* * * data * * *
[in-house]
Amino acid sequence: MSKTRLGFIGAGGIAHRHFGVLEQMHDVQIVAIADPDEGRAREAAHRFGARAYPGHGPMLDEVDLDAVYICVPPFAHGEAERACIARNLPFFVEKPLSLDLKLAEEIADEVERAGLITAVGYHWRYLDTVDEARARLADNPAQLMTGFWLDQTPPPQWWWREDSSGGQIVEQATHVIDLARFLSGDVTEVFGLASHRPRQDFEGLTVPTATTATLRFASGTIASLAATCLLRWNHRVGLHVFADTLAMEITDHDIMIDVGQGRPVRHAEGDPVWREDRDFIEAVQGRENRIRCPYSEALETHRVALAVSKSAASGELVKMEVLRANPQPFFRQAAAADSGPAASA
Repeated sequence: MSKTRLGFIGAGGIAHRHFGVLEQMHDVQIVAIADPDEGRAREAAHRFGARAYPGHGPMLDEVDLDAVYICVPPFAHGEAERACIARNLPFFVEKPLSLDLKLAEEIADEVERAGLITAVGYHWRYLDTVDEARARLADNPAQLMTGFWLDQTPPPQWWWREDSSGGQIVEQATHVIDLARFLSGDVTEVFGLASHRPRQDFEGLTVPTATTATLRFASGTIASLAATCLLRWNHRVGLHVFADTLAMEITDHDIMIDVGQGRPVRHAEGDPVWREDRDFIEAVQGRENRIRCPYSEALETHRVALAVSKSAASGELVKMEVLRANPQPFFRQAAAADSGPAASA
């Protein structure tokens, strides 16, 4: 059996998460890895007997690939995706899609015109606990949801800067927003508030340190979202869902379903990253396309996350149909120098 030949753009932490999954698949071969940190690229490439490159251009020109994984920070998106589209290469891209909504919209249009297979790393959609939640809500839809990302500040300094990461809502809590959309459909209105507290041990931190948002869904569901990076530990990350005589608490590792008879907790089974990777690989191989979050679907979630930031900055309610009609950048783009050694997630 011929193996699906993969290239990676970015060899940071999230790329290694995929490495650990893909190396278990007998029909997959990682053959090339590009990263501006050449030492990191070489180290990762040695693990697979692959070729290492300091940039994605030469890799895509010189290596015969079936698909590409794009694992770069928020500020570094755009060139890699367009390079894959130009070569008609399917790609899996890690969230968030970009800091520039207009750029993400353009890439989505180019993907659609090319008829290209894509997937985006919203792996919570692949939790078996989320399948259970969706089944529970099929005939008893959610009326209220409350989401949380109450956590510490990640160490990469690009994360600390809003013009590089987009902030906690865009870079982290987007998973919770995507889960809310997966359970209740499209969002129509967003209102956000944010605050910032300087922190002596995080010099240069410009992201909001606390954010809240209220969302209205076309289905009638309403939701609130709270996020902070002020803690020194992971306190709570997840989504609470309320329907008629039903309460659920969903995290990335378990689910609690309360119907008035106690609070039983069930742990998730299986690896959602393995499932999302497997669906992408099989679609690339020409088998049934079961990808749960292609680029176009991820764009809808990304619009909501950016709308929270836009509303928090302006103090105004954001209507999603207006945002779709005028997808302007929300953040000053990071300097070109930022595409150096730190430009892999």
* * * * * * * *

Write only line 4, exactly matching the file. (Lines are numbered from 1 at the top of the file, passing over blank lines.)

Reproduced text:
């Protein structure tokens, strides 16, 4: 059996998460890895007997690939995706899609015109606990949801800067927003508030340190979202869902379903990253396309996350149909120098 030949753009932490999954698949071969940190690229490439490159251009020109994984920070998106589209290469891209909504919209249009297979790393959609939640809500839809990302500040300094990461809502809590959309459909209105507290041990931190948002869904569901990076530990990350005589608490590792008879907790089974990777690989191989979050679907979630930031900055309610009609950048783009050694997630 011929193996699906993969290239990676970015060899940071999230790329290694995929490495650990893909190396278990007998029909997959990682053959090339590009990263501006050449030492990191070489180290990762040695693990697979692959070729290492300091940039994605030469890799895509010189290596015969079936698909590409794009694992770069928020500020570094755009060139890699367009390079894959130009070569008609399917790609899996890690969230968030970009800091520039207009750029993400353009890439989505180019993907659609090319008829290209894509997937985006919203792996919570692949939790078996989320399948259970969706089944529970099929005939008893959610009326209220409350989401949380109450956590510490990640160490990469690009994360600390809003013009590089987009902030906690865009870079982290987007998973919770995507889960809310997966359970209740499209969002129509967003209102956000944010605050910032300087922190002596995080010099240069410009992201909001606390954010809240209220969302209205076309289905009638309403939701609130709270996020902070002020803690020194992971306190709570997840989504609470309320329907008629039903309460659920969903995290990335378990689910609690309360119907008035106690609070039983069930742990998730299986690896959602393995499932999302497997669906992408099989679609690339020409088998049934079961990808749960292609680029176009991820764009809808990304619009909501950016709308929270836009509303928090302006103090105004954001209507999603207006945002779709005028997808302007929300953040000053990071300097070109930022595409150096730190430009892999």